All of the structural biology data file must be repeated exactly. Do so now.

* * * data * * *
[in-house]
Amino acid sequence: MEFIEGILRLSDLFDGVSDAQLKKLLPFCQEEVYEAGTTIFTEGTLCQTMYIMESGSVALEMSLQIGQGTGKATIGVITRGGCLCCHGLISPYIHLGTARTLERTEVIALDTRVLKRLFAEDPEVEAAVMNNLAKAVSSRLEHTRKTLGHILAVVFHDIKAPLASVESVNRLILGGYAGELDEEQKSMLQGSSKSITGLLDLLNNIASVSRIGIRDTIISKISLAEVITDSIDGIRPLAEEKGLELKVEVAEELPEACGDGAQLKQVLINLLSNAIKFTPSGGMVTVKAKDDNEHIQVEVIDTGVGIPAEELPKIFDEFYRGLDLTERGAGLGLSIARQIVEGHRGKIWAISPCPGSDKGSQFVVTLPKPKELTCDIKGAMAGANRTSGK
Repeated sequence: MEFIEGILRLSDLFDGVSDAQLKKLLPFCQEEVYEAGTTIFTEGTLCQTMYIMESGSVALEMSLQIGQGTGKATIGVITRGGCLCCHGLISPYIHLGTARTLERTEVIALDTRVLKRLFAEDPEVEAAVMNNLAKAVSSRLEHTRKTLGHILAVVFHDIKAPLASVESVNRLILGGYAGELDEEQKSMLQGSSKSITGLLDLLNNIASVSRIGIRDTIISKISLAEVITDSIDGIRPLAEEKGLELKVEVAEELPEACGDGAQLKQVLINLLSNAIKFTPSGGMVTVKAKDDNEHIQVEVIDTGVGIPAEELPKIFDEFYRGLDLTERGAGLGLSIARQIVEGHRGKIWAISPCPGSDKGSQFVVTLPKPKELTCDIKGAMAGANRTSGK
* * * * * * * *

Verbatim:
[in-house]
Amino acid sequence: MEFIEGILRLSDLFDGVSDAQLKKLLPFCQEEVYEAGTTIFTEGTLCQTMYIMESGSVALEMSLQIGQGTGKATIGVITRGGCLCCHGLISPYIHLGTARTLERTEVIALDTRVLKRLFAEDPEVEAAVMNNLAKAVSSRLEHTRKTLGHILAVVFHDIKAPLASVESVNRLILGGYAGELDEEQKSMLQGSSKSITGLLDLLNNIASVSRIGIRDTIISKISLAEVITDSIDGIRPLAEEKGLELKVEVAEELPEACGDGAQLKQVLINLLSNAIKFTPSGGMVTVKAKDDNEHIQVEVIDTGVGIPAEELPKIFDEFYRGLDLTERGAGLGLSIARQIVEGHRGKIWAISPCPGSDKGSQFVVTLPKPKELTCDIKGAMAGANRTSGK
Repeated sequence: MEFIEGILRLSDLFDGVSDAQLKKLLPFCQEEVYEAGTTIFTEGTLCQTMYIMESGSVALEMSLQIGQGTGKATIGVITRGGCLCCHGLISPYIHLGTARTLERTEVIALDTRVLKRLFAEDPEVEAAVMNNLAKAVSSRLEHTRKTLGHILAVVFHDIKAPLASVESVNRLILGGYAGELDEEQKSMLQGSSKSITGLLDLLNNIASVSRIGIRDTIISKISLAEVITDSIDGIRPLAEEKGLELKVEVAEELPEACGDGAQLKQVLINLLSNAIKFTPSGGMVTVKAKDDNEHIQVEVIDTGVGIPAEELPKIFDEFYRGLDLTERGAGLGLSIARQIVEGHRGKIWAISPCPGSDKGSQFVVTLPKPKELTCDIKGAMAGANRTSGK